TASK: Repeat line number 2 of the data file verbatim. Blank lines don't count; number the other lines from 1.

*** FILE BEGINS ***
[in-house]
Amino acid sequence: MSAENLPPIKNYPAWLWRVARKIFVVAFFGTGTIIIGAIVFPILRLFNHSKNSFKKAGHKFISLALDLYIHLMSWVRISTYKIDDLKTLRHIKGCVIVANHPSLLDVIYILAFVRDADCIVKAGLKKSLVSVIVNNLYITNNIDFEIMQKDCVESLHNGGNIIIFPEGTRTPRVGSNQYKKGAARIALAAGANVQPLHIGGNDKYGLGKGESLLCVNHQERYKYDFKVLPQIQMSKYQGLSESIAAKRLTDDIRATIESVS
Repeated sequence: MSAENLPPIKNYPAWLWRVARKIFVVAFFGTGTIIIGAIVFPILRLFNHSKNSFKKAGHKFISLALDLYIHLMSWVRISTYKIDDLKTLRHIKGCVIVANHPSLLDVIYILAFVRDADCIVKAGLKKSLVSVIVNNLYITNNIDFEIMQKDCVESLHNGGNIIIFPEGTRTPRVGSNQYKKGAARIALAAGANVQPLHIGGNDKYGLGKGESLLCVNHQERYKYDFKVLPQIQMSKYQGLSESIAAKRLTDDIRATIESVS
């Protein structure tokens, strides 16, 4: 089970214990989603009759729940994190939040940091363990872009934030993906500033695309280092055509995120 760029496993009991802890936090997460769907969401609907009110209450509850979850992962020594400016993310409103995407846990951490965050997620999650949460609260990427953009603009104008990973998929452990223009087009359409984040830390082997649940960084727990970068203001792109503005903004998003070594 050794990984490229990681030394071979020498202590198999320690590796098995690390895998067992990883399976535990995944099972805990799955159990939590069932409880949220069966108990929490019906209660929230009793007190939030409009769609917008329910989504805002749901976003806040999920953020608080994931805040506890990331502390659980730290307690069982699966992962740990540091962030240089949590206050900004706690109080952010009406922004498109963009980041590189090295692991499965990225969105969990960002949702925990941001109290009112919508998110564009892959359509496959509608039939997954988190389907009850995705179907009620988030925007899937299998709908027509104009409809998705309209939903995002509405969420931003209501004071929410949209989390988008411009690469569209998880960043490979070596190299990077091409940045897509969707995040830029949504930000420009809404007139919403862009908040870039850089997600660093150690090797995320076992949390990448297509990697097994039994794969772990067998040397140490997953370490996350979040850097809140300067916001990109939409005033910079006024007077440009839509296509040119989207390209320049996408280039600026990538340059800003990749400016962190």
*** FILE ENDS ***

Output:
Amino acid sequence: MSAENLPPIKNYPAWLWRVARKIFVVAFFGTGTIIIGAIVFPILRLFNHSKNSFKKAGHKFISLALDLYIHLMSWVRISTYKIDDLKTLRHIKGCVIVANHPSLLDVIYILAFVRDADCIVKAGLKKSLVSVIVNNLYITNNIDFEIMQKDCVESLHNGGNIIIFPEGTRTPRVGSNQYKKGAARIALAAGANVQPLHIGGNDKYGLGKGESLLCVNHQERYKYDFKVLPQIQMSKYQGLSESIAAKRLTDDIRATIESVS